AFL Round 5 – GWS Giants v Gold Coast: Kicking the footy in Canberra

The late Don Selth was a South Australian cricketer and athlete of note. Among many other things he was a school headmaster, author, sports historian and show pigeon enthusiast. In his book, More Than A Game – Canberra’s Sporting Heritage 1854-1954, Selth related details of some of the early Australian football matches that took place on Manuka Oval, or Manuka Circle Park as the ground was known before the oval was fenced. Football has been played on the Oval since 1922. Early matches took place between teams such as Canberra, Eastlake Diggers, Duntroon and Federals (also known as the Sewer Rats because many of their players had found their way from work in the Broken Hill mines to employment in the construction of the sewer system for the new city of Canberra). Selth also mentions the innovation that took place at the start of the 1927 season when the Canberra league “was urged to use bells to signal the end of each quarter instead of banging on kerosene tins”. For many years, Don Selth was a goal umpire in the ACT Australian football competition. It is extremely doubtful that he would have ever made a decision with one foot in the field of play.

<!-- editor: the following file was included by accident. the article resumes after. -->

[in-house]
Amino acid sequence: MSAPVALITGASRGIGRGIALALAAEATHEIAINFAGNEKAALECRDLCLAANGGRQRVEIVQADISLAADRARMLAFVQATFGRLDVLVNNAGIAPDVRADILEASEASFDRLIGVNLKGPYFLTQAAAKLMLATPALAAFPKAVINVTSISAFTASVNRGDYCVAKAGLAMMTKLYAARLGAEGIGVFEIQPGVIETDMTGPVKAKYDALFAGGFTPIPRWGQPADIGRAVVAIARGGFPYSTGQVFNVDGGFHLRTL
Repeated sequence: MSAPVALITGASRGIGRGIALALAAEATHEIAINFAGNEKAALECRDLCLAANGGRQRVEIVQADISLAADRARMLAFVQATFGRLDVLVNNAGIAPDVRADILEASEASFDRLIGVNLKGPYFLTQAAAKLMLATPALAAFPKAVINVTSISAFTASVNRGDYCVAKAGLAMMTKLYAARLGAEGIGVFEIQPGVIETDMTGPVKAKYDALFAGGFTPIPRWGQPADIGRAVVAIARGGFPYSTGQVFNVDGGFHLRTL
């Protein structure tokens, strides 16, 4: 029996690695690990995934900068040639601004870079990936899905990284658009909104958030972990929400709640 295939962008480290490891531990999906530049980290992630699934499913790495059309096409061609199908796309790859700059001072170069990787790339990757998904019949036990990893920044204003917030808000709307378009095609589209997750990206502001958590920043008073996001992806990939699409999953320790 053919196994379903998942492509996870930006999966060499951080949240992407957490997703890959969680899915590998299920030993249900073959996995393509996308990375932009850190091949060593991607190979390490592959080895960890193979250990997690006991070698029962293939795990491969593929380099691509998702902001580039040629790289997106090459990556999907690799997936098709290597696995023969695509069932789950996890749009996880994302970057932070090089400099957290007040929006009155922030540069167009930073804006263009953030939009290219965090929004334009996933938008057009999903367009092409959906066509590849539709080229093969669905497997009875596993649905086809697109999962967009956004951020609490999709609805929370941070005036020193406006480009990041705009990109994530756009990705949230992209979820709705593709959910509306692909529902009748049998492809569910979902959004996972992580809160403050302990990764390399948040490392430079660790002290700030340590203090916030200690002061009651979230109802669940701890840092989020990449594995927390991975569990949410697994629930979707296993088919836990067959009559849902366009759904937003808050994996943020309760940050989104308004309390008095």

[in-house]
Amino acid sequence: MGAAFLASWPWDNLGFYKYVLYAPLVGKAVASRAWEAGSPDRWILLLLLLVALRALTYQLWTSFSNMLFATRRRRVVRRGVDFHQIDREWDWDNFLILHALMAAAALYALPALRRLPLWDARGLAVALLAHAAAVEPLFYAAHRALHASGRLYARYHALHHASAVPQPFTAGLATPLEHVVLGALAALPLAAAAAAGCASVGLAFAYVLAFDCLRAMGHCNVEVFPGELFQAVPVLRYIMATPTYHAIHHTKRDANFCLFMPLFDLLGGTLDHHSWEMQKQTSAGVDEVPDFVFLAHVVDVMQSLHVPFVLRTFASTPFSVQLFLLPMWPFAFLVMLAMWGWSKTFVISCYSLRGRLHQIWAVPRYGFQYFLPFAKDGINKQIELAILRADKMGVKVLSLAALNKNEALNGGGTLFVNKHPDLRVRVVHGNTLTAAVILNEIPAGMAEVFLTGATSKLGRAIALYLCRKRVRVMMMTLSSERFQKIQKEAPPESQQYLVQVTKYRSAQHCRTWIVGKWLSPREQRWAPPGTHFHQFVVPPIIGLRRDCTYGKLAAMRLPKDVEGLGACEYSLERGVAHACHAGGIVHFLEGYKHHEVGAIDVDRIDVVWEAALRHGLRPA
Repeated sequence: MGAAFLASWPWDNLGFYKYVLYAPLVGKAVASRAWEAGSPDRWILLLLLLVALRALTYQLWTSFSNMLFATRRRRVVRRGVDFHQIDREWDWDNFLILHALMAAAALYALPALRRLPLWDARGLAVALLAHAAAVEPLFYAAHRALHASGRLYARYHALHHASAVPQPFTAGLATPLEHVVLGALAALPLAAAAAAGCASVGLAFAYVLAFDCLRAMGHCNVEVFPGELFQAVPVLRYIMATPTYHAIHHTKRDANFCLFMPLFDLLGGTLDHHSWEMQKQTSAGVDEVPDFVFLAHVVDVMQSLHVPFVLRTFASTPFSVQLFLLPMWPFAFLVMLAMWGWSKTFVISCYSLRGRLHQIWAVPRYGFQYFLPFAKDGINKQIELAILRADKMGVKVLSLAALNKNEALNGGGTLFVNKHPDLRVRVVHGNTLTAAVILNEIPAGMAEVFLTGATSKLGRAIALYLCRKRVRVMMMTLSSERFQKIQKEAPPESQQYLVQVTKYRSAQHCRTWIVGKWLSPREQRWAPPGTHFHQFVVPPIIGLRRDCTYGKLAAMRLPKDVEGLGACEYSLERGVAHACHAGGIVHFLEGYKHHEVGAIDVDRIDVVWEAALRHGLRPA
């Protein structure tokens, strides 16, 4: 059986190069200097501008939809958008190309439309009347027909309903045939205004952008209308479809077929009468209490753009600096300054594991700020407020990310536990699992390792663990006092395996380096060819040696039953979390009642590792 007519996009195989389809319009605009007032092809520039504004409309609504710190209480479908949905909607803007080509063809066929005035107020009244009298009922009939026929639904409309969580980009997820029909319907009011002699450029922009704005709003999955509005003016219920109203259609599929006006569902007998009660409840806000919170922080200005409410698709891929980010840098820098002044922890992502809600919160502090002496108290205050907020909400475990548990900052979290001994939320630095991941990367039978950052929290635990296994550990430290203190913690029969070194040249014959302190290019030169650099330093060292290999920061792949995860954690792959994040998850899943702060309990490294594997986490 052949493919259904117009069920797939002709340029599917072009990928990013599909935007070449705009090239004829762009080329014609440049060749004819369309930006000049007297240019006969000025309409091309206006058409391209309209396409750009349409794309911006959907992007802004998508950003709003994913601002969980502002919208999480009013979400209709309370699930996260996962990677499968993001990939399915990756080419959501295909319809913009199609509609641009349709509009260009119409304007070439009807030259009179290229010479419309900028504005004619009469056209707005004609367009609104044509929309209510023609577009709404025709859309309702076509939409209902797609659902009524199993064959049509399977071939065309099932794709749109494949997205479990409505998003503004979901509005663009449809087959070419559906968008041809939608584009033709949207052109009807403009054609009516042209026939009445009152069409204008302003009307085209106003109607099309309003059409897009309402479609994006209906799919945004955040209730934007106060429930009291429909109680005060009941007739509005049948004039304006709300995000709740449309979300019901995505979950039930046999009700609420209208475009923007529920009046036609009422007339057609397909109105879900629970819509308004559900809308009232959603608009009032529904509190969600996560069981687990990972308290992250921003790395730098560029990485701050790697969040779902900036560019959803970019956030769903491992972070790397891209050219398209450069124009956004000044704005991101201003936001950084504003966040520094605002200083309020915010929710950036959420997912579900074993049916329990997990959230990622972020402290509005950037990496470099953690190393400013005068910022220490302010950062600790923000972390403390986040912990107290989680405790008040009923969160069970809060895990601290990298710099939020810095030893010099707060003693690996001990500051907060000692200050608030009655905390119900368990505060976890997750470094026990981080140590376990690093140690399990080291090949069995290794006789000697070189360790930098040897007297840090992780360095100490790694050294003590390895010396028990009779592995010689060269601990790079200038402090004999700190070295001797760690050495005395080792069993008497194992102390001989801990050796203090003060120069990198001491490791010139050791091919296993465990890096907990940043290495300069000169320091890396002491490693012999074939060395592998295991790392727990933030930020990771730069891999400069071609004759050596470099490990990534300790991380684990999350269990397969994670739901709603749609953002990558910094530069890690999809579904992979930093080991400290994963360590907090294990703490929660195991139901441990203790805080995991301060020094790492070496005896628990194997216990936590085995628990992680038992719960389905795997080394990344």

Manuka Oval is now named StarTrack Oval when Greater Western Sydney comes to town, the name change proving a minor “parish pump” issue in the letters pages of the Canberra Times – although perhaps not to the same extent as the huge lacrosse-stick floodlights that were erected in time for the Prime Ministers XI cricket match in January.